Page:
On a projected screen in a darkened room, strange glitches rocket across a browser. The interface is reacting to live coding by graphic designer and performer Joana Chicau, who types into her computer just in front of the screen. She begins to dance, her body moving with the distortions taking place above.
This is one of Chicau’s many live coding performances; she’s also danced at the Het Nieuwe Instituut in her hometown of Rotterdam, as well as at live coding and movement computing conferences in London, Tokyo, Mexico, Berlin, and New York. Chicau combines her background in dance with her training as a graphic designer and programmer in order to explore and reveal the design processes behind interface and information design. In both her personal and client work, she takes an approach she’s coined “choreographic thinking”—considering composition, space, and timing through the lens of the body’s movement, and interpreting software and dance as languages that might converse and coexist.
Chicau trained in classical ballet while growing up in Porto, Portugal. Years later, while studying media design and communication at the Piet Zwart Institute in Rotterdam, she began to consider the ways in which the abstract language of dance might be useful when approaching, and humanizing, UX. She now applies her choreographic ideas—which are often initially explored during artistic performances or residencies—to her approach as a web designer.
“All of our contemporary tools and materials are built using metaphors of flesh and the body,” says Chicau. She refers to computational organization, which etymologically comes from organ, as well as the idea of the life span of a computer, or how Alan Turing spoke of thinking machines. “Everything is so physical,” she says. “What I cannot grasp is how we’ve come to see [the digital and the physical] as so separate. People almost deny the body in the computer, but the two are deeply connected.”
In her various performance projects, Chicau often focuses on one form of dance at a time. During a residency in Buenos Aires, for example, she dove into tango, and while at a research program in Tokyo, she collaborated with butoh dancers.
“When I began research into this history of tango, I was so intrigued to learn that it was largely forged by immigrants, by people from Africa and different parts of Europe, all coming to Buenos Aires and using it as their common language,” says Chicau.
For her “Tango for us Two/Too” performance, she explores that communicative nature of tango but in a web context. She begins by distorting the code of the Google Translate homepage so that it continually self-translates fragments from interviews with tango dancers. The text in the two translation boxes seem to dance with one another as the words rhythmically flash and re-translate on the screen. Chicau concludes the performance with a duet—one between her and a program she’s coded. To the audience, she seems to dance the tango with a black box that elongates across a browser.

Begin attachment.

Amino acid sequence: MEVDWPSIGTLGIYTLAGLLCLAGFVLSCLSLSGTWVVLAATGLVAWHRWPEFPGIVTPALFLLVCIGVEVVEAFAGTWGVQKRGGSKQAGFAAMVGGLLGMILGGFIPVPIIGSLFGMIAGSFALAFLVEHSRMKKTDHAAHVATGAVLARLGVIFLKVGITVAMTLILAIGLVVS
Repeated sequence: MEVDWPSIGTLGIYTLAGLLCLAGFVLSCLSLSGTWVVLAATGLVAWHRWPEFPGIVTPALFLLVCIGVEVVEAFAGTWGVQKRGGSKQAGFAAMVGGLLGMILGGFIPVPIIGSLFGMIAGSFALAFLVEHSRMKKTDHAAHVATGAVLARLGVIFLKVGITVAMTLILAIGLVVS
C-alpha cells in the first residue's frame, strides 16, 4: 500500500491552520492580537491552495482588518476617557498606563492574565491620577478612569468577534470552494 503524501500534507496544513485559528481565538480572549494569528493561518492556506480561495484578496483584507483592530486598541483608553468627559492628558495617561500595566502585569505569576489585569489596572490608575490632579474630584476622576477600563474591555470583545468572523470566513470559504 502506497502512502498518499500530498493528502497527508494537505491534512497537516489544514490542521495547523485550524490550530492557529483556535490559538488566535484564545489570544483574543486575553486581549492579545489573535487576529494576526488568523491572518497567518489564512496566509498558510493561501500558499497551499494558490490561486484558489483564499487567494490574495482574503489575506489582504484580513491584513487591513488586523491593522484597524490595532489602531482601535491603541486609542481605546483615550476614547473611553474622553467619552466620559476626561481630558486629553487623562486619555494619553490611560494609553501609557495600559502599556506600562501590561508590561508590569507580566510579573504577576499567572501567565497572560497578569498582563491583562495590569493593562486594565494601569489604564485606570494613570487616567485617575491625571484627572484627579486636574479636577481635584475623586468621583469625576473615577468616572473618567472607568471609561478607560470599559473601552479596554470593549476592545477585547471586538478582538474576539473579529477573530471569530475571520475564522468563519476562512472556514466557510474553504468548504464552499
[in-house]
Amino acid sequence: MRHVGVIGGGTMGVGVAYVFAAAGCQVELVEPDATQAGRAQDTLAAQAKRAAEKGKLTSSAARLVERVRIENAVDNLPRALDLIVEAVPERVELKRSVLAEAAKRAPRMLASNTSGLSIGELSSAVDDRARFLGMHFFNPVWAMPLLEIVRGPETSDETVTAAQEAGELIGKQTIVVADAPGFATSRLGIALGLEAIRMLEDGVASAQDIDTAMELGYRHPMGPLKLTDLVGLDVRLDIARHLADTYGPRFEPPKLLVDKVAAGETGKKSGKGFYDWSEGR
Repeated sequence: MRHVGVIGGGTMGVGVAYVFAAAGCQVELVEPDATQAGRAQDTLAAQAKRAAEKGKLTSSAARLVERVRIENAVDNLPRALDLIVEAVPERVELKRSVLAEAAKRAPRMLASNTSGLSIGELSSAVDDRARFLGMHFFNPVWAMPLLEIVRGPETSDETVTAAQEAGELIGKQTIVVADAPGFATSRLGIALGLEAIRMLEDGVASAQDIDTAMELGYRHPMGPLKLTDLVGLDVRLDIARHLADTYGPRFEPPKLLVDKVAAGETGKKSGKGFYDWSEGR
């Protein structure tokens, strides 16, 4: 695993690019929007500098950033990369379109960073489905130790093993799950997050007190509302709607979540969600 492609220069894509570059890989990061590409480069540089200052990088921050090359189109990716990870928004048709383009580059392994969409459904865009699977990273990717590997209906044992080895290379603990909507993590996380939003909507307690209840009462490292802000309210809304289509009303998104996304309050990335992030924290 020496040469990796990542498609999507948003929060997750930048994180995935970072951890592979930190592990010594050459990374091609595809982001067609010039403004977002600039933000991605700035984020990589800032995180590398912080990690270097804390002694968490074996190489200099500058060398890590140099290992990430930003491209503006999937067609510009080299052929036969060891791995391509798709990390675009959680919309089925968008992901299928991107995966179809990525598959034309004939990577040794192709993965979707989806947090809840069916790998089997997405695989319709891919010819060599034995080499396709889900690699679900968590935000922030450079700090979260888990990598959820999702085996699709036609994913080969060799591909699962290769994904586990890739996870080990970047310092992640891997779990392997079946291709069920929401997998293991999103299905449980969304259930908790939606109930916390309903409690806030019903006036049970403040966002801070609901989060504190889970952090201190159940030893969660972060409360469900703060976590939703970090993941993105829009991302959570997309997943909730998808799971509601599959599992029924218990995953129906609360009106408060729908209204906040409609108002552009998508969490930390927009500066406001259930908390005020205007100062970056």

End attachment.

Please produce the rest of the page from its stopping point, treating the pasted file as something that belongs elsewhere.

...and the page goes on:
Her project is exploratory and probing: in what ways is Google Translate like tango, in how it helps to communicate when you cannot read a language? But also, how might the communication principles of something like tango inform and improve an interface design that spans across cultures?
How Chicau uses choreographic thinking in a commissioned project naturally depends on the brief and context. In general, she will take the default conditions of web design and “choreograph them differently” to create an “environment of discovery,” instead of something given and established. To understand how this mingling of dance and code might inform functional UX design, head to Chicau’s website, and you’ll quickly notice its elegant scrolling function. Instead of up and down, content drifts from bottom left to top right. It’s an unusual direction on a screen, but also familiar and intuitive; it looks like the gesture a hand might make when elegantly swiping something to the side. It’s been choreographed to mimic the body’s own movements.
“In a mobile screen, the amount of information displayed at once is limited by its size, so in certain cases, it’s interesting to use random functions to define and prioritize which elements will be displayed,” says Chicau, providing another example of how she might apply her thinking to a commissioned project. “In other instances, I’ve made the edges of an interface the ‘center of attention.’
Different spatial qualities can provide different rhythms in which to navigate through digital environments, and likewise in print design. I’m very interested in hybrid publishing, in using choreographic thinking to connect various mediums and how information can traverse them.”